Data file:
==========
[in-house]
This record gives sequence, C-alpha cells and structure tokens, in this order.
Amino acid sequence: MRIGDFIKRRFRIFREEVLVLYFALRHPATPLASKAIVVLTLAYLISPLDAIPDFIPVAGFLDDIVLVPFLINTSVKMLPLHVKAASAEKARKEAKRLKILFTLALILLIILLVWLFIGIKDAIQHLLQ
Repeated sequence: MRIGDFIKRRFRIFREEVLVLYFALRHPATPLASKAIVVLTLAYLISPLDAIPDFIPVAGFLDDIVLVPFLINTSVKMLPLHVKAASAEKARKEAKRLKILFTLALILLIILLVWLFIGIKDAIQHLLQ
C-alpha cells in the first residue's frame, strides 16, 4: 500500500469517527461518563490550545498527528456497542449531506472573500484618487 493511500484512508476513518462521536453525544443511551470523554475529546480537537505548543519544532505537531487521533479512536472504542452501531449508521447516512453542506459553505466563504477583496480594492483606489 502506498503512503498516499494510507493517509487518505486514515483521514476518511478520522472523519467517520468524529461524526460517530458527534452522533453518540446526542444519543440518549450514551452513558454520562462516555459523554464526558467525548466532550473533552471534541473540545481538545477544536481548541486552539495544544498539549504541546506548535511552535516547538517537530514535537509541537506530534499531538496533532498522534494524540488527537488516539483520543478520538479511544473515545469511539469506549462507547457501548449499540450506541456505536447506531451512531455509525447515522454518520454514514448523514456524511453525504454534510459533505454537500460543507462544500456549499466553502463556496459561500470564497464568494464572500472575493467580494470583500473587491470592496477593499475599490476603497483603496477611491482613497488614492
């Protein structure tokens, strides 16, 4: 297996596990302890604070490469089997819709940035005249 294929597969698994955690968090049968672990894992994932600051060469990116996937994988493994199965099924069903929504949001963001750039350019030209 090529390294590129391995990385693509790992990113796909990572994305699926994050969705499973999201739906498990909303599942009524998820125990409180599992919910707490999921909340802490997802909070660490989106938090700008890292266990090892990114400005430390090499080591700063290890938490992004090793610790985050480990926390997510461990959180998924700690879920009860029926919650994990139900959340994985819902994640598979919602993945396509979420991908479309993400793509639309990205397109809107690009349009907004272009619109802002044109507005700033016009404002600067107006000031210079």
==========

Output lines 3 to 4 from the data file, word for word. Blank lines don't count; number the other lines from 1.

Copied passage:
Amino acid sequence: MRIGDFIKRRFRIFREEVLVLYFALRHPATPLASKAIVVLTLAYLISPLDAIPDFIPVAGFLDDIVLVPFLINTSVKMLPLHVKAASAEKARKEAKRLKILFTLALILLIILLVWLFIGIKDAIQHLLQ
Repeated sequence: MRIGDFIKRRFRIFREEVLVLYFALRHPATPLASKAIVVLTLAYLISPLDAIPDFIPVAGFLDDIVLVPFLINTSVKMLPLHVKAASAEKARKEAKRLKILFTLALILLIILLVWLFIGIKDAIQHLLQ